This is cool, I would not mind being kin to the Ainu.
From Original Wavelength
The Blog Author Rana Sinha:
A blog about cross-cultural issues, culture, comparative religion, psychology, inter-cultural management and communication, international business, team-working and human resource development and management (HRD and HRM).
Ainus - The first Americans? The theory that the Ainus were the first to settle North America is based largely on skeletal and cultural evidence among tribes living in the western part of North America and certain parts of Latin America. The controversial conclusions of Anthropologist Joseph Powell of the University of New Mexico after examining the 9300 year-old remains of Kennewick Man also support this. More about this here.
Who are the AINU? Only about 15 people today speak native Ainu, a language not related to any other. The 150 000 AINU still alive can be found in Hokkaido island of Japan, the Kuril Islands and Sakhalin belonging to Russia now. Many of them may not even know that they are Ainus, as parents and grandparents had to become Japanese and hid their origins to protect children from racial discrimination. Many Ainus dislike the term Ainu because of a common derogatory pronunciation of the word in Japanese (A! Inu!, which means "Ah! A dog!" in Japanese) and prefer to identify themselves as Utari (comrade in the Ainu language).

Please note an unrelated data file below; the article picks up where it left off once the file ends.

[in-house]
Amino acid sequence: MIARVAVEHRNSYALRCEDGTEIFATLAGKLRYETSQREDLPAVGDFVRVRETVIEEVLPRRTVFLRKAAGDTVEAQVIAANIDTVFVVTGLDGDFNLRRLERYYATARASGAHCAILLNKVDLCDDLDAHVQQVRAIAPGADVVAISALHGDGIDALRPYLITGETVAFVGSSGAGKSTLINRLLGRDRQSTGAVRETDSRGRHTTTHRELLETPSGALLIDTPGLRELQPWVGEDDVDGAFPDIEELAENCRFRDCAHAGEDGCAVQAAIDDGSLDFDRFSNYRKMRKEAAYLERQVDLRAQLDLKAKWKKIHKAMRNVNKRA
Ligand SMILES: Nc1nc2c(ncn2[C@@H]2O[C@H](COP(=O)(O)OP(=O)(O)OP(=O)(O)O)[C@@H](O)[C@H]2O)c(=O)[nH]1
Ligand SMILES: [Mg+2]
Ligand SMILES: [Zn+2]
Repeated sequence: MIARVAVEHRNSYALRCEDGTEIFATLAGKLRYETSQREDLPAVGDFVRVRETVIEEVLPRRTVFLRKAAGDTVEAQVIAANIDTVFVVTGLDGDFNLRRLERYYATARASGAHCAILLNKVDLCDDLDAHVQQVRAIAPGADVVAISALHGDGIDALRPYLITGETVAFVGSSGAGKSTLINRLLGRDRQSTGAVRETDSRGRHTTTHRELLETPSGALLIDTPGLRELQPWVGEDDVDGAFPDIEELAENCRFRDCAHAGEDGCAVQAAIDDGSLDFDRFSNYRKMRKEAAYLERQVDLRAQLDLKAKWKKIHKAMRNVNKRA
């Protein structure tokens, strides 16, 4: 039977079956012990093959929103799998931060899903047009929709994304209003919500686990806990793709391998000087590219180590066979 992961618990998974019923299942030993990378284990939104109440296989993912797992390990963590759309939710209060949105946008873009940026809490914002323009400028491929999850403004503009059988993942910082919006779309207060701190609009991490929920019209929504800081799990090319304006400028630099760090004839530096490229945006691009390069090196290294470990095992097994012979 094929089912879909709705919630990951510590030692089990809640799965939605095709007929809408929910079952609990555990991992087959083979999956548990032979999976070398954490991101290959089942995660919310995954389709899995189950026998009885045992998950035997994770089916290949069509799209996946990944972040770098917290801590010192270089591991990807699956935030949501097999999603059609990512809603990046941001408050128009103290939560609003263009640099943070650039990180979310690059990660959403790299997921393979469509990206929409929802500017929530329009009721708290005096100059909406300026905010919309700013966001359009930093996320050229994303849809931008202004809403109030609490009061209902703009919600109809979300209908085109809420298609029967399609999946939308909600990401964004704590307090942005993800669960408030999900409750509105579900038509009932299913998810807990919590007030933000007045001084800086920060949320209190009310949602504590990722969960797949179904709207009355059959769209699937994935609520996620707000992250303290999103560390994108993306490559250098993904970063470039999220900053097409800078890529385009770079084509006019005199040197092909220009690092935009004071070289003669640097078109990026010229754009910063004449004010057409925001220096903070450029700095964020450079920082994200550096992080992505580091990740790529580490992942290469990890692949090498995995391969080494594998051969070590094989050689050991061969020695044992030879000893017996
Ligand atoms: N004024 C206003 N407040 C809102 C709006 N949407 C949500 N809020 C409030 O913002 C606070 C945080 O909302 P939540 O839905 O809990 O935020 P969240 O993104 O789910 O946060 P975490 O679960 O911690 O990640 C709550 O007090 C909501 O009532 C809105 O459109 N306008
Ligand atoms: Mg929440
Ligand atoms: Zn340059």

"The Ainu lived in this place a hundred thousand years before the Children of the Sun came" is told in one of the Ainu legends (Yukar Upopo). In the Jōmon period (14 000 BC – 400 BC) the Japanese people came probably from Korea and drove the native Ainus to the northern periphery islands of Japan. The word ainu means human as opposed to kamuy, a spirit.
It is this time and this place that matter--not some other time or place. What matters is here and now--the people here and now.